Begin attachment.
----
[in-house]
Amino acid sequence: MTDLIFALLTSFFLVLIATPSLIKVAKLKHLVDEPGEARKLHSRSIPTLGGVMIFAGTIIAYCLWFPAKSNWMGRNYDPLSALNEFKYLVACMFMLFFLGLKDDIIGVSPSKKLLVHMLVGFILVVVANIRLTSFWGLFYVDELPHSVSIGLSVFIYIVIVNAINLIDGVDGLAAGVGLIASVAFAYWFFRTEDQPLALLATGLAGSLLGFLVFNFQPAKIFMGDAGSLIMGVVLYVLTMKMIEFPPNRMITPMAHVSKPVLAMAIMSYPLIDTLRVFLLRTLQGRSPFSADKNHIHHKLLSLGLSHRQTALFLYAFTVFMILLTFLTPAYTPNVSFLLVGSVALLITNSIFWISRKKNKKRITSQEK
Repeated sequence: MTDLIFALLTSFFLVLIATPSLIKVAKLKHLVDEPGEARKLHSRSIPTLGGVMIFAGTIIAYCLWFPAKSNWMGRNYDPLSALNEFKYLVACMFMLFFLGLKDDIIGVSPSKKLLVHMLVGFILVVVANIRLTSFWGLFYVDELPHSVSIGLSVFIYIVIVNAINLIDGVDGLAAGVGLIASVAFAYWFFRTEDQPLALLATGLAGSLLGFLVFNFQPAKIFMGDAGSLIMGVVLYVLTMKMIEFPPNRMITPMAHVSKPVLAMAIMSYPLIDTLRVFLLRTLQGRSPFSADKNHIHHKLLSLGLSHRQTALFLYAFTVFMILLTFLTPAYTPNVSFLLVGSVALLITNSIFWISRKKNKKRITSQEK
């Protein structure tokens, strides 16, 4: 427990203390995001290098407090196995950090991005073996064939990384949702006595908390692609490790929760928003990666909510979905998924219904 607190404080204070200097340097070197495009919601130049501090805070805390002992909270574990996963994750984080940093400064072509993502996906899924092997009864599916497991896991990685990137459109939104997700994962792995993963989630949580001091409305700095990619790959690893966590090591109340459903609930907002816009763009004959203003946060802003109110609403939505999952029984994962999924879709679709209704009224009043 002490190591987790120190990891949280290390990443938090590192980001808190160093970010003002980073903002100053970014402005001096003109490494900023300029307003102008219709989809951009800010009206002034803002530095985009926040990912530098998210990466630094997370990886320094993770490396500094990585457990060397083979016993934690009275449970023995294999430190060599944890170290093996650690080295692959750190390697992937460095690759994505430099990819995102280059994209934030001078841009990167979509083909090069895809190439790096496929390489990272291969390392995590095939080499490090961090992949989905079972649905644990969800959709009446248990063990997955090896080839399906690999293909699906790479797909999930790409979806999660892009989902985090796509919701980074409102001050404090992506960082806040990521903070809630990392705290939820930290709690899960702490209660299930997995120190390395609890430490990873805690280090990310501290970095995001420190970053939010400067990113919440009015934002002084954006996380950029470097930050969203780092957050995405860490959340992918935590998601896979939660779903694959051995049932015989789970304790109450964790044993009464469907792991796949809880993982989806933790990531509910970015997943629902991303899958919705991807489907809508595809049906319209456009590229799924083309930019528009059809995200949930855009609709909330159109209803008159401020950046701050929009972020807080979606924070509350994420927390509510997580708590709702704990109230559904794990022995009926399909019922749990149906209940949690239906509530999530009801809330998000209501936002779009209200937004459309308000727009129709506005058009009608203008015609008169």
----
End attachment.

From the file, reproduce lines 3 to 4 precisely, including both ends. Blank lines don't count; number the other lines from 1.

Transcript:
Repeated sequence: MTDLIFALLTSFFLVLIATPSLIKVAKLKHLVDEPGEARKLHSRSIPTLGGVMIFAGTIIAYCLWFPAKSNWMGRNYDPLSALNEFKYLVACMFMLFFLGLKDDIIGVSPSKKLLVHMLVGFILVVVANIRLTSFWGLFYVDELPHSVSIGLSVFIYIVIVNAINLIDGVDGLAAGVGLIASVAFAYWFFRTEDQPLALLATGLAGSLLGFLVFNFQPAKIFMGDAGSLIMGVVLYVLTMKMIEFPPNRMITPMAHVSKPVLAMAIMSYPLIDTLRVFLLRTLQGRSPFSADKNHIHHKLLSLGLSHRQTALFLYAFTVFMILLTFLTPAYTPNVSFLLVGSVALLITNSIFWISRKKNKKRITSQEK
């Protein structure tokens, strides 16, 4: 427990203390995001290098407090196995950090991005073996064939990384949702006595908390692609490790929760928003990666909510979905998924219904 607190404080204070200097340097070197495009919601130049501090805070805390002992909270574990996963994750984080940093400064072509993502996906899924092997009864599916497991896991990685990137459109939104997700994962792995993963989630949580001091409305700095990619790959690893966590090591109340459903609930907002816009763009004959203003946060802003109110609403939505999952029984994962999924879709679709209704009224009043 002490190591987790120190990891949280290390990443938090590192980001808190160093970010003002980073903002100053970014402005001096003109490494900023300029307003102008219709989809951009800010009206002034803002530095985009926040990912530098998210990466630094997370990886320094993770490396500094990585457990060397083979016993934690009275449970023995294999430190060599944890170290093996650690080295692959750190390697992937460095690759994505430099990819995102280059994209934030001078841009990167979509083909090069895809190439790096496929390489990272291969390392995590095939080499490090961090992949989905079972649905644990969800959709009446248990063990997955090896080839399906690999293909699906790479797909999930790409979806999660892009989902985090796509919701980074409102001050404090992506960082806040990521903070809630990392705290939820930290709690899960702490209660299930997995120190390395609890430490990873805690280090990310501290970095995001420190970053939010400067990113919440009015934002002084954006996380950029470097930050969203780092957050995405860490959340992918935590998601896979939660779903694959051995049932015989789970304790109450964790044993009464469907792991796949809880993982989806933790990531509910970015997943629902991303899958919705991807489907809508595809049906319209456009590229799924083309930019528009059809995200949930855009609709909330159109209803008159401020950046701050929009972020807080979606924070509350994420927390509510997580708590709702704990109230559904794990022995009926399909019922749990149906209940949690239906509530999530009801809330998000209501936002779009209200937004459309308000727009129709506005058009009608203008015609008169």